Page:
NCAV Case Study: How To Select The Best Net Nets
This article on NCAV stock selection was written by Evan Bleker. Evan is a small investor employing Graham's highest performing value investing strategy, net net stocks. In 2014, Warren Buffett explained that the net nets he bought in the 1960s helped him achieve the highest returns of his career. Evan has used lessons from Warren Buffett, Benjamin Graham, plus other top investors and academic studies to craft a high performance net net stock checklist. Download our net net checklist right now for free. Click Here.
There are a lot of net net stocks out there, but do you know which you should concentrate on? With over 500 statistical NCAV (net current asset value) stocks on our Net Net Hunter Raw Screen, how are you supposed to narrow down the pool of candidates to a manageable size?
And how do you select stocks for your portfolio once you have a manageable group to work with?
A lot of investors make the mistake of thinking that any net net stock will do when running a net net stock strategy. This error causes a lot of investors to lose money each year or, even worse, abandon the strategy altogether thinking that it doesn't work. That outcome is tragic considering how well a decently executed net net stock portfolio will perform over the long run. Despite all the evidence, many retail investors are pros at self-sabotaging and end up with miserable returns over the course of their life.
A Primer on NCAV Stocks
What are NCAV stocks?
NCAV stocks are essentially low price to book value stocks but where long term assets have been excluded from the calculation. This provides a very conservative assessment of liquidation value.
NCAV is short for "net current asset value," and was brought to fame by the Dean of Wall Street himself, Ben Graham. Graham found that a firm's NCAV was a good approximation of its real world liquidation value. Even better, buying firms below their NCAV produced outstanding portfolio returns for investors over time, better than any other value investing strategy.
Calculating NCAV is very straight forward. A firm's NCAV is basically its Book Value, excluding Long Term Assets. There are some other small adjustments you should make -- such as making sure to deduct the value of preferred shares and subtracting off Balance Sheet liabilities to get to a true assessment of liquidation value. For a better understanding of NCAV stocks, make sure to read my essential guide to net net stocks.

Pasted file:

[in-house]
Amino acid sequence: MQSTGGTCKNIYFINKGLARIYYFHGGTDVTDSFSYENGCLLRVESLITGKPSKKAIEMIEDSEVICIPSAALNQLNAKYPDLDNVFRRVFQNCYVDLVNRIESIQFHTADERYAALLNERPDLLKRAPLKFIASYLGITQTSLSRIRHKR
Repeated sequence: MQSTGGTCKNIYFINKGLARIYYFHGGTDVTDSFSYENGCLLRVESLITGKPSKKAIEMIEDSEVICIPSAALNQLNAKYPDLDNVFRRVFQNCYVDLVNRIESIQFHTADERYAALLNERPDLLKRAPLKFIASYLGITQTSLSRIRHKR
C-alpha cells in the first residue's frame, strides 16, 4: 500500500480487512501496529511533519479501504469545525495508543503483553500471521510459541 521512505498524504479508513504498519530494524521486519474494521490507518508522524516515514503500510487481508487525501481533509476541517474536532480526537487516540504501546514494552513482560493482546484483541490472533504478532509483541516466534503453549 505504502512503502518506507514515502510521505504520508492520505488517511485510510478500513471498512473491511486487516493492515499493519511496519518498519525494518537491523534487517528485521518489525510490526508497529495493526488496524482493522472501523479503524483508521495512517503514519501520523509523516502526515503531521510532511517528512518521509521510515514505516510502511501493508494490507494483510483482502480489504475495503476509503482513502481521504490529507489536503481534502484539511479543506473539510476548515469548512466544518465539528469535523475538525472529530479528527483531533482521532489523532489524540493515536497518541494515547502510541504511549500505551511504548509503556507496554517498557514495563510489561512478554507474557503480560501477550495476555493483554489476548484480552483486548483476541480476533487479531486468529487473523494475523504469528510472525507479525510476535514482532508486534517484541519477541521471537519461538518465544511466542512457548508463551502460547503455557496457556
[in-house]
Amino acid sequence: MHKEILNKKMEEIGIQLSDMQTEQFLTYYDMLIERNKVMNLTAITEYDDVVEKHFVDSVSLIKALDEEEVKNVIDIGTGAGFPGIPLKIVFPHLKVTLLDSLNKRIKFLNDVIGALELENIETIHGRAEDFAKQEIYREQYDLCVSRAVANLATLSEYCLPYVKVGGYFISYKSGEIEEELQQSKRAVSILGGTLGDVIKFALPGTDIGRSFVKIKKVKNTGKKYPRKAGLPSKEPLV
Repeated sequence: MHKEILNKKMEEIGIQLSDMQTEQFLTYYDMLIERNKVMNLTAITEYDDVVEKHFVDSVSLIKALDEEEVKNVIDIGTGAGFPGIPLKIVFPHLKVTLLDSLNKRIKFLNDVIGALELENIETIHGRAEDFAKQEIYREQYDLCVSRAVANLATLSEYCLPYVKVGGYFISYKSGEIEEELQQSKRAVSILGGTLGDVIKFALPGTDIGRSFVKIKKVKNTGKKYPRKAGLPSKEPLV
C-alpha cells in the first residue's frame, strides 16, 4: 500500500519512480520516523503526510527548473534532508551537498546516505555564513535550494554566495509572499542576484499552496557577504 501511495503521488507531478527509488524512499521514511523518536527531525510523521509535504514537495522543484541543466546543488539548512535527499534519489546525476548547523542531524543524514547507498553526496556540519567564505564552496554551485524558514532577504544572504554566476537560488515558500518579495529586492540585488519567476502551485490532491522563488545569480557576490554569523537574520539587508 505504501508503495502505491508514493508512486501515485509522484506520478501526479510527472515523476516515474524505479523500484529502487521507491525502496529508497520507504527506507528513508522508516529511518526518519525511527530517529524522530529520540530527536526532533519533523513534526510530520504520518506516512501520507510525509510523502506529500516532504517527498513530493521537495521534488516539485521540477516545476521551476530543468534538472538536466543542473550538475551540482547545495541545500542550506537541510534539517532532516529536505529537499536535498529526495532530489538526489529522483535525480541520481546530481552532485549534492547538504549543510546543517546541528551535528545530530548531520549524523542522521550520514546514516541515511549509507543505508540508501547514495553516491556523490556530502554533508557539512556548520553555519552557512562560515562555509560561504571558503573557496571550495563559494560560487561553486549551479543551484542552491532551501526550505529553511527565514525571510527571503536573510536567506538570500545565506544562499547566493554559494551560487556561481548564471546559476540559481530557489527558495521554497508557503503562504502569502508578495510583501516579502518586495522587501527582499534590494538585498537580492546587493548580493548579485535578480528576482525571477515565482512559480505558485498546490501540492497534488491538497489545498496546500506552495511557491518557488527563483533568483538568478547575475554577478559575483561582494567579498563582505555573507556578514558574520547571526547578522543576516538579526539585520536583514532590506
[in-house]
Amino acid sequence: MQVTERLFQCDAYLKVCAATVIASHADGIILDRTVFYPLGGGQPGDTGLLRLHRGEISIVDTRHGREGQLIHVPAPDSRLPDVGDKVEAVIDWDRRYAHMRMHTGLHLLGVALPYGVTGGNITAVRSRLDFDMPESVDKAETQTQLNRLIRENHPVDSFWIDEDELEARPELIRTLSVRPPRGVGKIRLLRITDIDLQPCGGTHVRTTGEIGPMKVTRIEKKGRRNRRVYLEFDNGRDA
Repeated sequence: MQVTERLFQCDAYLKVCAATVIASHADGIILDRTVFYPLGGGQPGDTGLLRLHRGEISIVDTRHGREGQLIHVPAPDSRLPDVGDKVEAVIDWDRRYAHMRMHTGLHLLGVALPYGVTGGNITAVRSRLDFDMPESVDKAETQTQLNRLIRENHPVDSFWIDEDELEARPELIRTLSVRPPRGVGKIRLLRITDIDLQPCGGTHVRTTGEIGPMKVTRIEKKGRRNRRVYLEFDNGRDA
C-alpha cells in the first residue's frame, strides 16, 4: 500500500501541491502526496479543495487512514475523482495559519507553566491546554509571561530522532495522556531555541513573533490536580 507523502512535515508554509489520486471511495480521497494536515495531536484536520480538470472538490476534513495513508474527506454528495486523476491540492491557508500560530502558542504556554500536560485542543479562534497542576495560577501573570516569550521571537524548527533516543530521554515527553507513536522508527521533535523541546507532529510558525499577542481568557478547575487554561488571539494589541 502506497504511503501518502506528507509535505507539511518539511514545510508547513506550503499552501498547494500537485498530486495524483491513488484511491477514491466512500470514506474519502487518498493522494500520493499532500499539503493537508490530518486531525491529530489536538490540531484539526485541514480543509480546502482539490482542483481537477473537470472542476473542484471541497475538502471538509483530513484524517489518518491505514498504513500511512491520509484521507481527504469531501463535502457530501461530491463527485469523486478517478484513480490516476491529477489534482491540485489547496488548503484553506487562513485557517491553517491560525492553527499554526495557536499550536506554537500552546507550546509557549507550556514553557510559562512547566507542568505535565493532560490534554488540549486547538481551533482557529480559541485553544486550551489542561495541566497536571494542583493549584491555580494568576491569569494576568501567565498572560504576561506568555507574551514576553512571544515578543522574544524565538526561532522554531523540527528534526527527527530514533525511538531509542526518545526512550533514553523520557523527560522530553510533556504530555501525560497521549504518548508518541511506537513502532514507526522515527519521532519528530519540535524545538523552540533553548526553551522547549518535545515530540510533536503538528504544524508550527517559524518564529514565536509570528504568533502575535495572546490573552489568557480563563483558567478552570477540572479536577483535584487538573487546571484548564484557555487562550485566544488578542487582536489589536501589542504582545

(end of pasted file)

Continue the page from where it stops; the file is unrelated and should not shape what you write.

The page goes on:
A NCAV Investment Checklist?
Checklists have been tremendously valuable in all sorts of industries for reducing or eliminating human error. Pilots, for example, go through a list of things they need to check on an airplane before takeoff in order to reduce any factors that could lead to a devastating crash. They don't leave something so important to chance, or memory.
More recently, investors such as Monish Pabrai have incorporated checklists into their own investment process to make sure they don't leave out any critical pieces of information when researching a stock. Warren Buffett and Charlie Munger are no different -- though they call their checklist items "filters".
While it's not possible to eliminate all human error, you can go a long way towards reducing your own mistakes by putting together a scorecard to use when assessing potential investments. That's what I did, and the results have been fantastic. Click Here to look at my brokerage statement for the first 10 months of 2014. Make sure to also check out the returns of my Hunter Deep Value Fund.
Building My NCAV Scorecard
I've spent a considerable amount of time combing through Benjamin Graham's books, Warren Buffett's partnership letters, and a number of different scientific studies that examined NCAV stocks. In the process, I've kept notes on the investment tactics that produce the highest possible returns using this strategy.
I've put those best practices together into an investment checklist that I've found invaluable when selecting NCAV stocks. Given my NCAV portfolio's exceptional returns over the last 3 years, I've decided to update this checklist for 2014.
The checklist runs through critical elements that must be in place before I'll even consider a stock before covering other key factors important in the selection process and eventually moving on to some of the qualitative facts that I look for. This entire body of criteria comes into play when I look at net net stocks to buy or when I publish research analysis for those who signed up for yearly Net Net Hunter membership.
It's important to remember that this checklist serves as a great first run through for any net net stock that you're assessing but it doesn't cover some of the qualitative aspects that separate the promising NCAV stocks from the ones that will see stratospheric returns. I don't think any checklist can successfully cover those soft facts because recognizing these types of patterns takes significant experience in business and investing.
My NCAV Scorecard
This is the first set of criteria that I use. To me, this set of 7 criteria is black and white and can lead me to immediately exclude a company from being an investment candidate.
Not Chinese - I won't buy a net net stock of a company that is based in China or has major operations in China. Basically, I'm trying to avoid reverse takeover scams. While there are probably good Chinese net net stocks I just feel it's better to avoid this group as a whole.